Personalized Medicine for Breast Cancer
Personalized Medicine is a rapidly advancing field of health care that emphasizes the tailoring of all treatments and interventions to a specific individual. One of the first areas that the concept of personalized medicine has been applied to is breast cancer. Breast cancer is a widespread disease, that can currently be treated with several different drugs. However, until recently, there was no way to determine which drug worked best for an individual cancer patient. Now several tests based on genetics and proteomics have reached the market. These tests, particularly proteomic based tests, can predict which drugs will work for an individual with a high degree of accuracy. As new technologies emerge and mature, oncologists will be able to prescribe treatments specific to an individual, resulting in better effectiveness and avoiding wasted time, and undo side effects. Being able to pinpoint effective treatments will also result in substantial cost savings.
Cancer is a highly individualized disease The American Cancer Society estimates that close to 1.5 million people are diagnosed with cancer annually in the U.S. and more than 550,000 die as a result of the disease. In 2009, the National Institutes of Health estimated the 2008 direct medical costs (total of all health expenditures) were $93.2 billion with the total cost (including lost productivity due to illness and death) of $228.1 billion. These costs are growing, driven by increases in early detection and an aging population.
Since every tumor has distinct characteristics, targeted drug treatment is the preferred approach. Effective treatment relies on selecting a specific drug that targets a patient’s unique tumor(s). Unfortunately, there are often significant side effects, as well as costs that can exceed $30,000 per year for one patient. The need for multiple target identification is critical. It is no longer sufficient to merely identify a person who may or may not have cancer. Now, the challenge is to develop individualized treatment regimens that will effectively treat that patient’s disease.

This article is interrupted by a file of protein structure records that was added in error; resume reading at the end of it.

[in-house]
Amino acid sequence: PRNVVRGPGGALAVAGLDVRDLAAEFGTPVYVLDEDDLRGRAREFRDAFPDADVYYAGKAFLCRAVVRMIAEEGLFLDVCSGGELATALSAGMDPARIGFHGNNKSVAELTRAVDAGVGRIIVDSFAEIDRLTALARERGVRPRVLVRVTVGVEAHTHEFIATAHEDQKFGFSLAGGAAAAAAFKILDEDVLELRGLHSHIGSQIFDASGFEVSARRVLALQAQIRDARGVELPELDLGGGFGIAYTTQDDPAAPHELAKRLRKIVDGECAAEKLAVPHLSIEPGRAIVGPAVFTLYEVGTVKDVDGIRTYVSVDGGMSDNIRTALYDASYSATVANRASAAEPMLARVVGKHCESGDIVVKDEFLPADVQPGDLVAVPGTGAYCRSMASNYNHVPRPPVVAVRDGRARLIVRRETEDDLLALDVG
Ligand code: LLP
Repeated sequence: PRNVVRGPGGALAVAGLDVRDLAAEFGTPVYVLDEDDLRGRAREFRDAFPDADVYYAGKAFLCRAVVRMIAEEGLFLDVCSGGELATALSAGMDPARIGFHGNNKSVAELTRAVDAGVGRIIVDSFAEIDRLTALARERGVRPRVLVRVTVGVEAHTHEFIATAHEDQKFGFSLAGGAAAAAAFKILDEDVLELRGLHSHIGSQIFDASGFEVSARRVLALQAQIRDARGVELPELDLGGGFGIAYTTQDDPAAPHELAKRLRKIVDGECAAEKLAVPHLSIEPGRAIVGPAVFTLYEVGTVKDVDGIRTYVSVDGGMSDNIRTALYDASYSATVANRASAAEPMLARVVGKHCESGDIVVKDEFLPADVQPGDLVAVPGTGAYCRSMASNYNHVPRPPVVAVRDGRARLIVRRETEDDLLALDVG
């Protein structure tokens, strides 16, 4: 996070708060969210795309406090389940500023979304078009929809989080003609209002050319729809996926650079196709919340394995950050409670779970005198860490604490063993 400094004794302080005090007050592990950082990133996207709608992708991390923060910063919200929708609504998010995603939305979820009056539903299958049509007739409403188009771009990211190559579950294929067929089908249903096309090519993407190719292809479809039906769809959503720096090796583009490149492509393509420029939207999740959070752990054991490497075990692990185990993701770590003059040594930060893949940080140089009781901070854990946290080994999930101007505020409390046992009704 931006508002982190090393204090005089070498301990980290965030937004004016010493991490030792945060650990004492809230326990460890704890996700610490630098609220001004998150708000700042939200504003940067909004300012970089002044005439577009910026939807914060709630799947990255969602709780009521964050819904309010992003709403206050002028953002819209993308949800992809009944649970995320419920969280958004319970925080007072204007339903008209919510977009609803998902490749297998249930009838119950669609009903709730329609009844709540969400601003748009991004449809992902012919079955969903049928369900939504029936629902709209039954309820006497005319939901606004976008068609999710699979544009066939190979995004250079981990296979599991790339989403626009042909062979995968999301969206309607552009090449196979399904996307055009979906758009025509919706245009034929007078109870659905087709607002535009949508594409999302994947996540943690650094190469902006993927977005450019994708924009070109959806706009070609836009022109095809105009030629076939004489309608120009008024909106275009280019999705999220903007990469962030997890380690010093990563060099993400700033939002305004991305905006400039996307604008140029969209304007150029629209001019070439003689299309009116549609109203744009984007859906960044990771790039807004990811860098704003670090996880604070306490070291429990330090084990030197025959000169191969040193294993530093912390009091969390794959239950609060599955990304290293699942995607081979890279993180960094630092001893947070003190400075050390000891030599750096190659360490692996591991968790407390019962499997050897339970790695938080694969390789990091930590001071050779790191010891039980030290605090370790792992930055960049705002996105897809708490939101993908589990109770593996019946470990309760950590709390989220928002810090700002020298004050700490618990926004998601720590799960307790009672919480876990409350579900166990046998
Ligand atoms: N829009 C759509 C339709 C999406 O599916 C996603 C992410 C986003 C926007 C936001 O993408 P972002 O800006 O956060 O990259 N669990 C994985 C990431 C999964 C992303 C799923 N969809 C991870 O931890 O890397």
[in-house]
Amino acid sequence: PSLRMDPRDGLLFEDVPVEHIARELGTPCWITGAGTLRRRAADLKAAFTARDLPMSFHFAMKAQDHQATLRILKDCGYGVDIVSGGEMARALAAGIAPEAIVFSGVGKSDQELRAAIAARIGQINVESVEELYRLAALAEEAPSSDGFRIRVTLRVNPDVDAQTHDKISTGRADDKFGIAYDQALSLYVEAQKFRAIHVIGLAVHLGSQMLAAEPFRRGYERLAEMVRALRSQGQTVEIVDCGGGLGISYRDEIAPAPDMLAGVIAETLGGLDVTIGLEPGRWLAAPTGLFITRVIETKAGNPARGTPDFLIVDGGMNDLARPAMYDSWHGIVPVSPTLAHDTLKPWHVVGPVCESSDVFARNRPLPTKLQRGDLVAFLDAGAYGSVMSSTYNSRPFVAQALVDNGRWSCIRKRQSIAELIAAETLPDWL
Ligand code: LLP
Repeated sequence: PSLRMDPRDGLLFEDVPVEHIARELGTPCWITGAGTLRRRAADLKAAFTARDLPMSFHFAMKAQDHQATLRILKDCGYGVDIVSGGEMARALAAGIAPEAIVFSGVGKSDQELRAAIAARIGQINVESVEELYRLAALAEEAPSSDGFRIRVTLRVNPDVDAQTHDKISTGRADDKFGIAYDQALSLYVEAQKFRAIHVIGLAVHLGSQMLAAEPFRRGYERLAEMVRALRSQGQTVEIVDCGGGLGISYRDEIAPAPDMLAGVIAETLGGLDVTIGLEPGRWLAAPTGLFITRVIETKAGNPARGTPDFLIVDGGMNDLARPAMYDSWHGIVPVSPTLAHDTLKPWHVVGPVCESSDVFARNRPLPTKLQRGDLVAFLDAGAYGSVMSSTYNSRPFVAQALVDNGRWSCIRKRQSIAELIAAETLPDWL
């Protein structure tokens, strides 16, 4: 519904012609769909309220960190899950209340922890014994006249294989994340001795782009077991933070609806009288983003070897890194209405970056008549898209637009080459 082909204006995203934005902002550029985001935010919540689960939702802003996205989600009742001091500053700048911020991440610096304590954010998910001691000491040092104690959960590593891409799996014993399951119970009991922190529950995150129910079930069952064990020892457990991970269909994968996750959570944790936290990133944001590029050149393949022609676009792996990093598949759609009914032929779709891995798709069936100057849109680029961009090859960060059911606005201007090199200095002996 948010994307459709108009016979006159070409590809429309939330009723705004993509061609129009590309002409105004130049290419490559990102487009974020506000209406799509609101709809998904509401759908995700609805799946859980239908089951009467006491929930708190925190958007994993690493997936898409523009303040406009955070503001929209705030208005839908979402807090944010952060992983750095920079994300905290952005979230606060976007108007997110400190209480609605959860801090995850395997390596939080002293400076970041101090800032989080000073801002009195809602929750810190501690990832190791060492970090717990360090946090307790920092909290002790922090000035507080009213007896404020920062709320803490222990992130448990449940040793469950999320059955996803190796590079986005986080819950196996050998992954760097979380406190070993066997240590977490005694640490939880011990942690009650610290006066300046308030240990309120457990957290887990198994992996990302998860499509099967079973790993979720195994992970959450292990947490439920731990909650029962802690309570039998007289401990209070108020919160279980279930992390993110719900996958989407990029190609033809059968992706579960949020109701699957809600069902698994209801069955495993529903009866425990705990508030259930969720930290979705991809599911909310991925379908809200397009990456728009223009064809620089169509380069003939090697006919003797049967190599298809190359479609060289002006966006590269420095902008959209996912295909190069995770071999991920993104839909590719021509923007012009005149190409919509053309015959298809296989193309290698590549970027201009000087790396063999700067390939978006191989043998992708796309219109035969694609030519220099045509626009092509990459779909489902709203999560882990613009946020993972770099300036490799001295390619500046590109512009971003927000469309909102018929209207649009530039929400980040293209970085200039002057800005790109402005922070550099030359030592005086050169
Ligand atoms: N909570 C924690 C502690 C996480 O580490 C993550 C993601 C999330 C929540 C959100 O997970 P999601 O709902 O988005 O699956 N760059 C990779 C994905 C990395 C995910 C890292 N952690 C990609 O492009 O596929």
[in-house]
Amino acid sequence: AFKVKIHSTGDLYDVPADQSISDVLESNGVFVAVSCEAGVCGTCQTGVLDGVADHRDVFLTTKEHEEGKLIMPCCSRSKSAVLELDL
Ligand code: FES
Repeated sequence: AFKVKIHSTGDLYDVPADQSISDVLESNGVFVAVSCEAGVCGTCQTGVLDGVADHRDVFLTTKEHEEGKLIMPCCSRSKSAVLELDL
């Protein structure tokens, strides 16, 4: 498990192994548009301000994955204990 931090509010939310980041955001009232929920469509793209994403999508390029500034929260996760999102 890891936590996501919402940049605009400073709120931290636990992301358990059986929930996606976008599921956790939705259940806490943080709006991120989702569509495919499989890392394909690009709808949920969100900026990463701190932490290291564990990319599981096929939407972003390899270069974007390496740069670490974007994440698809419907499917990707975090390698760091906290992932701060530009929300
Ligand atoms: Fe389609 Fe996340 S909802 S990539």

Anticancer drugs are approved by FDA on the basis of the clinical trial results from a population of cancer patients. A 20-30% response rate may win a drug regimen FDA approval. These population-based results cannot be applied directly to individual patients because cancer is a highly individualized disease.
Currently, there is no standard procedure for optimal chemotherapy treatment selection.
A number of commercialized prognostic and predictive tests based on the genomic classification of breast cancer have entered the expanding market for diagnostics. Tests based on immunohistochemistry (IHC) and Fluorescent in situ Hybridization (Fish) currently dominate the breast cancer diagnostic testing landscape. In this context, these two techniques are most often used to evaluate HER-2 or hormone-receptor status. Evaluations of test results allow clinicians to accurately select patients likely to benefit from the corresponding therapy. This market is currently dominated by large, established companies offering FDA approved products.
More recently, a number of commercialized prognostic and predictive tests based on the genomic classification of breast cancer have entered the expanding market for diagnostics. Genomic assays examine the expression of a unique set of genes that may indicate the recurrence of cancer or potential response to treatment. These assays are currently used primarily to predict recurrence of breast cancer and are being extended to indications of hormonal and HER-2 receptor status. Competition in this segment is based on introduction of assays using different and more numerous gene sets.
The leaders in the current genomic market are Genomic Health, which offers the Oncotype Dx assay and Agendia, which offers the Mammaprint assay. These tests analyze gene expression and are currently geared towards predicting the recurrence of breast cancer. Although genomics are a promising technology, certain limitations exist. These assays are, in general, applicable to only a subset of cancer patients and are far from being standardized. They demonstrate significant variability and, since tissue is homogenized for this type of analysis, all sense of tissue topography and heterogeneity are lost. Interpretation of gene based assays may also prove to be difficult. A single gene can produce a variety of different proteins, indicating the potential of a given cancer cell.
Personalized Medicine for Breast Cancer